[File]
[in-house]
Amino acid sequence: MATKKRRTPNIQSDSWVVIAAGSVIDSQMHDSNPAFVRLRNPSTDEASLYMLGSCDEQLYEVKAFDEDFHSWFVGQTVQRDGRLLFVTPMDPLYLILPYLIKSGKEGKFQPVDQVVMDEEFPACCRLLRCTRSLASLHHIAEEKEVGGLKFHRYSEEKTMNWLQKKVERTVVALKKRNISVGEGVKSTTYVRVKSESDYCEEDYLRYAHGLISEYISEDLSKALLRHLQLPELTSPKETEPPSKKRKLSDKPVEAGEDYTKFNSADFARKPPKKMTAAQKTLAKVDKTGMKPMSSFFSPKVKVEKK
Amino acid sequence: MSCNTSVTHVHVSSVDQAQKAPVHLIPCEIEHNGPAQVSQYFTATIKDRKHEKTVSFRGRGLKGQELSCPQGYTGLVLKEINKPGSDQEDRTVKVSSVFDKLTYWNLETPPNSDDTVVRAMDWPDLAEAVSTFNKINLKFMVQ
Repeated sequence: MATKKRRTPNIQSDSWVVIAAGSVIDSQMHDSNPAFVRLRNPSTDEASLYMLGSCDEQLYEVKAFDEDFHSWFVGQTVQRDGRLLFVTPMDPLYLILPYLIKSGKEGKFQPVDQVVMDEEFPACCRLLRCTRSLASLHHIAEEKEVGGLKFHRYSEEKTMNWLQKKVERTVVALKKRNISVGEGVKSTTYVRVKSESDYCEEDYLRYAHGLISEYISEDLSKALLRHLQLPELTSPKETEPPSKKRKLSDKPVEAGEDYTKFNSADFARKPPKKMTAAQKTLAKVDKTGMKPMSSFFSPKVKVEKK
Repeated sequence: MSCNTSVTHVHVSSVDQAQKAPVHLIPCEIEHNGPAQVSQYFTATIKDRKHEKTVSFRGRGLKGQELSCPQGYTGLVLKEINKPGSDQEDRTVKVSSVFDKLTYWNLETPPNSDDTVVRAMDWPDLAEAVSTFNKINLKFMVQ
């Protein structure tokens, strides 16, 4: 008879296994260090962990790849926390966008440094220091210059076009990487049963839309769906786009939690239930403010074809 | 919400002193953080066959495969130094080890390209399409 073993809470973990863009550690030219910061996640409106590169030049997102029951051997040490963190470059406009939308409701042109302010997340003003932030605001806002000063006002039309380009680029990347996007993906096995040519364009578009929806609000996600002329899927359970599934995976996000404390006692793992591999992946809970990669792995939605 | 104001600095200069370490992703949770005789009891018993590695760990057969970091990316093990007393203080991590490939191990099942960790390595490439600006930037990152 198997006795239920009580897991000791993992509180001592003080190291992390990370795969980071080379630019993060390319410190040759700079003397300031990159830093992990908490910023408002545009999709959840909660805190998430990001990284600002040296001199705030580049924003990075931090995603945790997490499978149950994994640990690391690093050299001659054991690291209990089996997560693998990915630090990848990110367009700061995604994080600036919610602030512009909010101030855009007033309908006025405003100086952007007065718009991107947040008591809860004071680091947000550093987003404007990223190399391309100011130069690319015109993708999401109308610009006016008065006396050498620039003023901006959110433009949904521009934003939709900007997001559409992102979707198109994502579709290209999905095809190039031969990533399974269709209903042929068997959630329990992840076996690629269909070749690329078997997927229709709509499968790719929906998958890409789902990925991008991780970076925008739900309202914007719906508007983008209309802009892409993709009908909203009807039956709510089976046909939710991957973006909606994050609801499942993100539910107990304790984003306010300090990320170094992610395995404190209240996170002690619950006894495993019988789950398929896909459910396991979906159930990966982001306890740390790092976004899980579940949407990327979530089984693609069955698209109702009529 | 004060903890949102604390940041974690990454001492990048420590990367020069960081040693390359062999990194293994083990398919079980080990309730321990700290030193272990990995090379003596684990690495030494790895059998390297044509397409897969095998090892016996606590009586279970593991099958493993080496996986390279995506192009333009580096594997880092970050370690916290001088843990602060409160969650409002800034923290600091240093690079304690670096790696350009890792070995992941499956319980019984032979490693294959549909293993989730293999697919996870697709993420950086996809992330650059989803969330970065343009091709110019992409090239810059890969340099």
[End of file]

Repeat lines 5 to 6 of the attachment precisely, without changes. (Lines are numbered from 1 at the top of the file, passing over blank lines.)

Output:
Repeated sequence: MSCNTSVTHVHVSSVDQAQKAPVHLIPCEIEHNGPAQVSQYFTATIKDRKHEKTVSFRGRGLKGQELSCPQGYTGLVLKEINKPGSDQEDRTVKVSSVFDKLTYWNLETPPNSDDTVVRAMDWPDLAEAVSTFNKINLKFMVQ
């Protein structure tokens, strides 16, 4: 008879296994260090962990790849926390966008440094220091210059076009990487049963839309769906786009939690239930403010074809 | 919400002193953080066959495969130094080890390209399409 073993809470973990863009550690030219910061996640409106590169030049997102029951051997040490963190470059406009939308409701042109302010997340003003932030605001806002000063006002039309380009680029990347996007993906096995040519364009578009929806609000996600002329899927359970599934995976996000404390006692793992591999992946809970990669792995939605 | 104001600095200069370490992703949770005789009891018993590695760990057969970091990316093990007393203080991590490939191990099942960790390595490439600006930037990152 198997006795239920009580897991000791993992509180001592003080190291992390990370795969980071080379630019993060390319410190040759700079003397300031990159830093992990908490910023408002545009999709959840909660805190998430990001990284600002040296001199705030580049924003990075931090995603945790997490499978149950994994640990690391690093050299001659054991690291209990089996997560693998990915630090990848990110367009700061995604994080600036919610602030512009909010101030855009007033309908006025405003100086952007007065718009991107947040008591809860004071680091947000550093987003404007990223190399391309100011130069690319015109993708999401109308610009006016008065006396050498620039003023901006959110433009949904521009934003939709900007997001559409992102979707198109994502579709290209999905095809190039031969990533399974269709209903042929068997959630329990992840076996690629269909070749690329078997997927229709709509499968790719929906998958890409789902990925991008991780970076925008739900309202914007719906508007983008209309802009892409993709009908909203009807039956709510089976046909939710991957973006909606994050609801499942993100539910107990304790984003306010300090990320170094992610395995404190209240996170002690619950006894495993019988789950398929896909459910396991979906159930990966982001306890740390790092976004899980579940949407990327979530089984693609069955698209109702009529 | 004060903890949102604390940041974690990454001492990048420590990367020069960081040693390359062999990194293994083990398919079980080990309730321990700290030193272990990995090379003596684990690495030494790895059998390297044509397409897969095998090892016996606590009586279970593991099958493993080496996986390279995506192009333009580096594997880092970050370690916290001088843990602060409160969650409002800034923290600091240093690079304690670096790696350009890792070995992941499956319980019984032979490693294959549909293993989730293999697919996870697709993420950086996809992330650059989803969330970065343009091709110019992409090239810059890969340099």